School segregation rises to 1969 levels
Jan. 18, 2004 12:00 AM
Half a century after the Supreme
Court ordered the desegregation of American education, schools are almost as
segregated as they were when the Rev. Martin Luther King Jr. was assassinated,
according to a new report released by Harvard University researchers.
The study by the Harvard Civil Rights Project indicates that progress toward
school desegregation peaked in the late 1980s as courts concluded that the
goals of the landmark 1954 Supreme Court decision Brown vs. Board of Education
had largely been achieved. Over the past 15 years, the trend has been in the
opposite direction, and most Anglo students now have "little contact" with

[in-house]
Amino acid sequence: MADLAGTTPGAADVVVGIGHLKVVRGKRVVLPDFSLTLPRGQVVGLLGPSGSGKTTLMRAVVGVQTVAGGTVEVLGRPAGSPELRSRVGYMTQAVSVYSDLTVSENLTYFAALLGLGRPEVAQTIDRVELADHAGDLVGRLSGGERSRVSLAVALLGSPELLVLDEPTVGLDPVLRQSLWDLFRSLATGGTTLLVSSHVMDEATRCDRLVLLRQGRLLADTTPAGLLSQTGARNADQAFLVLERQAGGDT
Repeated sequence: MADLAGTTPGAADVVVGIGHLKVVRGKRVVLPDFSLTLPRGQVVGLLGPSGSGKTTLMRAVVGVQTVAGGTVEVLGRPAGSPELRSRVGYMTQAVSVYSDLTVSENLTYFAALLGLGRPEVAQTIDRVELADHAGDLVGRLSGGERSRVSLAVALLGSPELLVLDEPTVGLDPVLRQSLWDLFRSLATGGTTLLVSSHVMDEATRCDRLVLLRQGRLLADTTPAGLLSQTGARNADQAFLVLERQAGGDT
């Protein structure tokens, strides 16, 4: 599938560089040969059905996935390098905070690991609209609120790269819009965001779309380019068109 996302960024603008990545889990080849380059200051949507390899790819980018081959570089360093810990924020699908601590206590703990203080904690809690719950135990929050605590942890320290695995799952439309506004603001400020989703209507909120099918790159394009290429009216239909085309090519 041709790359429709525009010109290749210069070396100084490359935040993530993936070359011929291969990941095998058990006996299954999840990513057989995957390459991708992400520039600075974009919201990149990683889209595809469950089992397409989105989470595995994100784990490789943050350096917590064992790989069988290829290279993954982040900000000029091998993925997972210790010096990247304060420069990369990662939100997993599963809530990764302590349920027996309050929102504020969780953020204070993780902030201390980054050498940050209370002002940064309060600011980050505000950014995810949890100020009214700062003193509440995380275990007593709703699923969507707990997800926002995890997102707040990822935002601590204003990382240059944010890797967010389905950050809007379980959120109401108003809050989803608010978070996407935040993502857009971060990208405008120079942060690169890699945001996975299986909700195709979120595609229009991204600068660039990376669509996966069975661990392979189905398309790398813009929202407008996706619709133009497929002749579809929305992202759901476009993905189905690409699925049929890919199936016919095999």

minority students in many areas of the country, the report said.
"We are celebrating a victory over segregation at a time when schools across
the nation are becoming increasingly segregated," said the report, which was
issued on the eve of the holiday celebrating King's birthday.
The Harvard study suggests that Hispanic students are even more segregated
than African-American students, while Asian-Americans are the most integrated
ethnic group in the country. The increase in Latino segregation has been
particularly marked in states in the West, where more than 80 percent of
Latinos attend predominantly minority schools, compared with 42 percent in
In the South, the research found a steady decrease in the percentage of Black
students attending public schools where at least half of the enrollment is
Anglo, down from a peak of 43 percent in 1988 to 30 percent in 2001. That's
about the same as 1970, two years after King was assassinated.